On the morning of December 30, 1978, deputies from the Arapahoe County, Colorado, Sheriff’s Office responded to the scene of a possible double homicide/suicide in a private residence in Littleton, Colorado. A neighbor had discovered the bodies of a 45-year-old woman, her 17-year-old son, and her 15-year-old daughter. All three had suffered gunshot wounds from a .38-caliber handgun. The daughter, found partially clothed in her bed, had a bullet wound in her back. The son, also in bed, had been shot once in his upper chest. The mother’s body lay slumped over a typewriter in the basement with a bullet wound high on her forehead. A typewritten suicide note on the typewriter was signed with her initial.

As often is the case in intra-familial homicide investigations, detectives interviewed the surviving spouse as a suspect.5 The husband, Robert Spangler, age 45, told investigators that he was not home during the crime. Spangler admitted marital problems with his wife and that he planned to leave her. He described leaving his house early that morning and finding sheriff’s deputies there when he returned. Spangler’s original story changed significantly in a subsequent interview. Two separate, private polygraph examiners found his answers inconclusive to questions about his role in the deaths. The .38caliber weapon used in all three shootings belonged to Spangler, and evidence of gunshot residue was found on his right palm. On January 3, 1979, the Arapahoe County coroner closed the case as a double homicide/suicide. The sheriff’s office was unable to overcome the coroner’s findings, and they had exhausted all investigative leads; therefore, they were forced to close the case. Most of the evidence either was returned to Spangler or destroyed.

Seven months later, Spangler married again. He and his second wife shared a common interest—hiking in Grand Canyon, Arizona. She eventually wrote a book of her experiences hiking the Canyon. Subsequently, the couple began to have marital problems, and they divorced in 1988.

In April 1993, Spangler and his third wife, age 58, backpacked in Grand Canyon, Arizona. This wife was an active aerobics instructor with five grown children and numerous grandchildren from a previous marriage. One morning in April 1993, Spangler appeared at a ranger station in the Grand Canyon and calmly told the ranger that his wife had fallen to her death. He explained that they had stopped to take a picture on the trail and, when he looked back, his wife was gone.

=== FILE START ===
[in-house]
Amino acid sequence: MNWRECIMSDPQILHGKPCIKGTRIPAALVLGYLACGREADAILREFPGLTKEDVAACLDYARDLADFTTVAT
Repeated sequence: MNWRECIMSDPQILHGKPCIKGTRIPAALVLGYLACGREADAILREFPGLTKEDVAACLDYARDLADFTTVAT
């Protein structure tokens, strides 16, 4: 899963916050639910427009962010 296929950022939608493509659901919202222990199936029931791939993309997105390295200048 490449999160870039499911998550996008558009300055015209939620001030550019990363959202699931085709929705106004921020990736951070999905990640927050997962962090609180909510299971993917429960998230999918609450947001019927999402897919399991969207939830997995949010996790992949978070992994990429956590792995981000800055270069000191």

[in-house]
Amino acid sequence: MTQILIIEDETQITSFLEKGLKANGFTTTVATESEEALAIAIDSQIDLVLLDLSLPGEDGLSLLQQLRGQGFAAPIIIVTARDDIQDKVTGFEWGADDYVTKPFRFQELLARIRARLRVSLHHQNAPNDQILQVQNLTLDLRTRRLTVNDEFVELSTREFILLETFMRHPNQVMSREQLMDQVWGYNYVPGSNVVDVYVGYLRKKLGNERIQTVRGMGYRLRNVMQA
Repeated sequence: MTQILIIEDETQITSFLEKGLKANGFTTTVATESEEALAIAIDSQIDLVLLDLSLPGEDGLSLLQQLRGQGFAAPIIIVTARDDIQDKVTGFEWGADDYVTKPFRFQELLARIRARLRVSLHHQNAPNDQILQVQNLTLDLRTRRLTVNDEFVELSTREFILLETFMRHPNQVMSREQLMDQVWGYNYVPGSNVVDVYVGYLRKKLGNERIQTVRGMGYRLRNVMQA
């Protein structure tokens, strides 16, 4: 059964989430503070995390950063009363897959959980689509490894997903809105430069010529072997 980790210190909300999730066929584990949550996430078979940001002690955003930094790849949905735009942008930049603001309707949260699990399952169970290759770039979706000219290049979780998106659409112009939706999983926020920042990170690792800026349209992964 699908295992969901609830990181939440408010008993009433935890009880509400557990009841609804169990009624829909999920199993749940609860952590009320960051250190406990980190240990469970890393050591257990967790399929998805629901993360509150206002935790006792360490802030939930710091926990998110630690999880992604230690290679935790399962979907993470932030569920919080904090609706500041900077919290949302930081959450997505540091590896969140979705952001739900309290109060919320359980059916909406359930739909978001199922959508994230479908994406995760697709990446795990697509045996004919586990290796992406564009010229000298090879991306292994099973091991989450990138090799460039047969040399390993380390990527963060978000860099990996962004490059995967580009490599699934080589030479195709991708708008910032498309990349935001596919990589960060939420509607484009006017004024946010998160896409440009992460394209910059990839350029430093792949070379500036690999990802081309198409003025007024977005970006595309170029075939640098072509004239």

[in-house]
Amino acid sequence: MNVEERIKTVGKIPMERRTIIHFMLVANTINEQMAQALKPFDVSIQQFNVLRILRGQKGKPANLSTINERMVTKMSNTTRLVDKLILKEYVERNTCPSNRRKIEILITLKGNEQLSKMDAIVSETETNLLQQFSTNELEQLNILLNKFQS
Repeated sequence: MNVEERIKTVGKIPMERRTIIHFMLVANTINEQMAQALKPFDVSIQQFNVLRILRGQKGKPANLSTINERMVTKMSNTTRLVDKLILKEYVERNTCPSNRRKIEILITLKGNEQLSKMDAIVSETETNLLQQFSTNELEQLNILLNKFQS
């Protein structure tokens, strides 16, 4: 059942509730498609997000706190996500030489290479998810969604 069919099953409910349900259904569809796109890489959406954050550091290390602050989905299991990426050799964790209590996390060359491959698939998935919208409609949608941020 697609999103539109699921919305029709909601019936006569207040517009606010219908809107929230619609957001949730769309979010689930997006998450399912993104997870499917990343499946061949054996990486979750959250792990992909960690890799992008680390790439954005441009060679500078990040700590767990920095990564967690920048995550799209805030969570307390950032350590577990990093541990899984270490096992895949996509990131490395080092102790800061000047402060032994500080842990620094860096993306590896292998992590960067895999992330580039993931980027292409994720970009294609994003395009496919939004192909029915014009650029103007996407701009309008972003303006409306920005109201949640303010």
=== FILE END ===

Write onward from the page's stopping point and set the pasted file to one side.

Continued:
Rangers located the third wife’s body approximately 160 feet below the trail. The autopsy report concluded that she sustained massive injuries, including abrasions, contusions, lacerations, and multiple fractures of the neck, chest, and lower extremities. Spangler never was directly implicated in this wife’s death because it was ruled an accident. He drew national attention with interviews on several television shows. As a grieving husband, Spangler discussed his wife’s accidental death and the dangers of hiking in the Grand Canyon. Spangler continued to backpack the Canyon with a variety of partners several times a year.

After the death of his third wife, Spangler reestablished contact with his second wife, who moved back into his Colorado home and died of a drug overdose in 1994. This death was not investigated by law enforcement.

The Investigation

In January 1999, perceptive investigators from the U.S. Department of Interior, National Park Service, and counties of Coconino, Arizona, and Arapahoe, Colorado, linked the cold case homicides in their respective jurisdictions. They met with agents from the FBI’s Flagstaff,Arizona, resident agency and requested assistance. An assistant U.S. attorney (AUSA) from the District of Arizona with experience in capital murder cases, who had a personal knowledge of the Grand Canyon, joined the team. The AUSA united the cases under the umbrella of federal jurisdiction as an insurance fraud/murder, and an FBI agent in Flagstaff contacted the NCAVC.